Intel X25-M (Non-Boot - NCQ): Same crap.

Seagate 750GB 7200.11 (Boot - NCQ): Everything works fantastic even with 5-6 simultaneous disk-operations even though this drive is boot drive.

So for me, Intel X25-M did not make a difference at all. I would take Seagate 750GB any time of the day. Now I have SSD boot drive and I needed more space so replaced 750GB with 1TB... What a torture! I could not take the it more than a day and back to 750GB. Tried 1TB WDs, Samsungs and still no go.

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Now, forget about benchmarks, MBs, etc. I will time a common operation i do regularly on command line and see who completes the task faster.

I used timeit.exe from 2003 Server Res Kit. Free download from MS.

TASK (about 30GB read)

2 runs of MD5 sum on a total of mixed 15GB [1800 files] data (COMMAND: md5.exe /R /T:R)

1 run of Clam Antivirus on a total of mixed 5GB [4000 files] data (COMMAND: clamscan.exe -d D:\ProgramData\.clamwin\db -r --quiet)

2 runs of winzip on a total of mixed 5GB [4000 files] data (COMMAND: wzip -en -p -r -bE:\SPEED_TEST\DIR4\ dir4.zip *)

1 run of copy single 5GB file (COMMAND: copy d:\5GB .)

NOTES:

1. System has been rebooted before every test run.

2. Zip, etc all use the same drive for temp files.

3. Single file has been copied from SSD, and in case of SSD, from another drive.

4. Intel x25-M always boot drive, system has no disk activity.

5. Data at teh beginning of the drive in all drives except SEAGATE 1TB where it is at the end (sorry, cannot move around 1TB now)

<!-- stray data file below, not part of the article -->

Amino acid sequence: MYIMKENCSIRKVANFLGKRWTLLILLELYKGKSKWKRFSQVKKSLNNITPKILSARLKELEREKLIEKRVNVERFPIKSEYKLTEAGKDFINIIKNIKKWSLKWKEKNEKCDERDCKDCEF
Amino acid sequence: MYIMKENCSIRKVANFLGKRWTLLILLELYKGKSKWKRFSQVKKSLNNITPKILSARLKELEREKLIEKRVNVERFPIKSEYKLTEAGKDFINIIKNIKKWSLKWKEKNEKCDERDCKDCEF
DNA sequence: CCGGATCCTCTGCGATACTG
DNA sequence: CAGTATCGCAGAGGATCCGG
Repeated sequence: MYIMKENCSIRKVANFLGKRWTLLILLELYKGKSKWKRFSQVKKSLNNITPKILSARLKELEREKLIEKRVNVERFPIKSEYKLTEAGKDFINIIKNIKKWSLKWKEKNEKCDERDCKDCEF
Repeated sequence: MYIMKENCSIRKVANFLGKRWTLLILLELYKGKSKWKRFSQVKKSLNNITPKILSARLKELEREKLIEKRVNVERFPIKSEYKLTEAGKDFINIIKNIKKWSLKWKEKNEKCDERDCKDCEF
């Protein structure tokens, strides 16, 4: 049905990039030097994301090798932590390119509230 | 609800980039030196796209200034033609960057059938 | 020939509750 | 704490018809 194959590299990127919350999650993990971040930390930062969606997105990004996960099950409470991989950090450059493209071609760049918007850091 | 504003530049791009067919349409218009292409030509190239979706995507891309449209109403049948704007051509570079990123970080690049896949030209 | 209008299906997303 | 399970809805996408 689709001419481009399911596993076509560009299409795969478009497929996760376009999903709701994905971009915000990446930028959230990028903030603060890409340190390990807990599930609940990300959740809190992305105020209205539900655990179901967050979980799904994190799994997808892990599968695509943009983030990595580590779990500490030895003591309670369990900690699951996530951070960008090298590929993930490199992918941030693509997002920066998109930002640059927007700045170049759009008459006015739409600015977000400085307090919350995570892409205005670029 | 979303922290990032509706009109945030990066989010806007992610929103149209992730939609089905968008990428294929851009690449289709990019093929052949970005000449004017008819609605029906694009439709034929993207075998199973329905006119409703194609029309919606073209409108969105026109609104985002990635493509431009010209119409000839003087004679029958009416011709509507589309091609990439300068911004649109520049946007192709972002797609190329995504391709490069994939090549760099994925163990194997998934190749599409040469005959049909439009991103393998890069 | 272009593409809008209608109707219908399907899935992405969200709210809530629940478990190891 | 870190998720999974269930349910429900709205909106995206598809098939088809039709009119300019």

SUBTASK (same but just read performance)

2 runs of md5 sum

1 run of Clam Antivirus

CONTENDERS

INTEL X25-M 80GB (SSDSA2MH080G1GC Fw:8820)

SEAGATE 7200.11 750GB (ST3750330AS Fw:SD15)

SEAGATE 7200.11 1TB (ST31000333AS Fw:CC1H)

WD GREEN 1TB (WDEADS-00L5B1 Fw:01.01A01)

RESULTS

1 . When all tasks run sequentially one after the other, all drives took almost the same time to finish: 9 Mins

2. When READONLY portion of tests is run simultaneously [3 threads](Best first):

1:24 Intel

4:50 Seagate 750GB

9:56 WD

21:23 Seagate 1TB

3. When ALL tasks run simultaneously [6 threads](Best first):

7:42 Seagate 750GB

7:55 Intel

10:26 WD

23:45 Seagate 1TB

CONCLUSION

Gentelmen, I am not talking about 1 or 2 percent difference in sustained transfer rates, access times and fvck-knows what . WE ARE TALKING ABOUT 5 MINUTES DIFFERENCE IN A 10 MINUTES RUN OF SOMETHING I FREQUENTLY DO!!!

Seagate 1TB has awful results but that is understandable. It was almost full and data was at the end of the drive. Nonetheless, I tested that drive when i bought it first and it was crap. I dont find it necessary to test it again just to enter the numbers. I assume it is somewhere near WD.

Intel SSD is a bigger piece of crap. Yeah it hits 250MB/s constant even when you read 10 threads from it but so what? I guess it is only good for Linux LiveCDs! It locks the system when there is big (4-5GB) read or write to it. This lock/freeze issue has been with every drive except Seagate 750GB. You can't run a movie without stuttering in any of these drives (except 750GB) while there is any sort of disk access.

This issue is also not an NCQ matter as the topic wrongly titled... It is more AHCI matter (the very same Seagate 750GB sucked without AHCI).